Onstage at the Academy Awards last month, he cut a diminutive figure, dwarfed by his co-presenter, Kristin Scott Thomas of The English Patient. But behind the scenes, Jack Valenti, Hollywood's dapper lobbyist in Washington, casts a shadow that is indisputably giant-sized. Now, nearly a decade after Valenti's wheeling and dealing scuttled Canadian legislation to boost the domestic film industry, his shadow has fallen across the country's television screens. This week, as a private broadcasting committee takes the wraps off a new TV rating system to help parents program the V-chip - the B.C. invention designed to block offensive programming, scheduled to be available by next fall - Valenti's deft backstage manoeuvring is being blamed for killing a groundbreaking set of Canadian guidelines.
Successfully tested in five cities last year, those guidelines graded shows according to both age-appropriateness and five levels of violent, sexual, and language content. But despite an endorsement from three-quarters of the 100 households involved, the Action Group on Violence on Television turned its back on that proposed system. Instead, in a curiously secretive process culminating in a report due to go to federal regulators on April 30, AGVOT has opted for a watered-down scheme based largely on the vaguer, age-based ratings that Valenti rushed to American TV screens on Jan. 1 in an attempt to pre-empt more stringent government controls. AGVOT chairwoman Trina McQueen, president of the Discovery Channel, insists that the committee's decision was provoked neither by pressure from Valenti nor by his fabled Texas charm. "What we're developing is a system for busy people", she says. "We hope and we believe our system should not be largely different than the American system.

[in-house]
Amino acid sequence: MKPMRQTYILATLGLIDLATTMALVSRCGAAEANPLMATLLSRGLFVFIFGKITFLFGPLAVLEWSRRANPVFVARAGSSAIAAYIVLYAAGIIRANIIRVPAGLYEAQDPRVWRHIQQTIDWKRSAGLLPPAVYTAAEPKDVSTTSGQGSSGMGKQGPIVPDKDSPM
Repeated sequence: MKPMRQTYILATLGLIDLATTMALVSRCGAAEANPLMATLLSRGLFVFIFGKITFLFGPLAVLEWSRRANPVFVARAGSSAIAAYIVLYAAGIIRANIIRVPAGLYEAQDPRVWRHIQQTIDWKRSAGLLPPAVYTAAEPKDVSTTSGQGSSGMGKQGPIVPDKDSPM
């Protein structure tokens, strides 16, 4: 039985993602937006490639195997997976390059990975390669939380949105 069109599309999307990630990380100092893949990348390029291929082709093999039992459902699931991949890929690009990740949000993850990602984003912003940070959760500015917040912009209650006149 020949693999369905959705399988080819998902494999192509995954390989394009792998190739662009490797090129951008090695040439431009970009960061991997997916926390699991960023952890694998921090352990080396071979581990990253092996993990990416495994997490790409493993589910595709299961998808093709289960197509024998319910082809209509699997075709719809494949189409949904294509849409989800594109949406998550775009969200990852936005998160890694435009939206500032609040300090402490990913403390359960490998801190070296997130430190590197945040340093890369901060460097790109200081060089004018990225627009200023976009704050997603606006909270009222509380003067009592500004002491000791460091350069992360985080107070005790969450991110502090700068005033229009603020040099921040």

But for V-chip inventor Tim Collings, who teaches electrical engineering at Simon Fraser University in Burnaby, B.C., and has been closely involved in developing a content-based system over the past three years, the proposal comes as a blow. "It's like being hit by a locomotive," he says. "Here is a technology a lot of people are really proud of, yet when you look at how it's been rolled out, we've either missed the point or we've been pressured. We could have carried the torch on this one. Isn't it all typically Canadian?"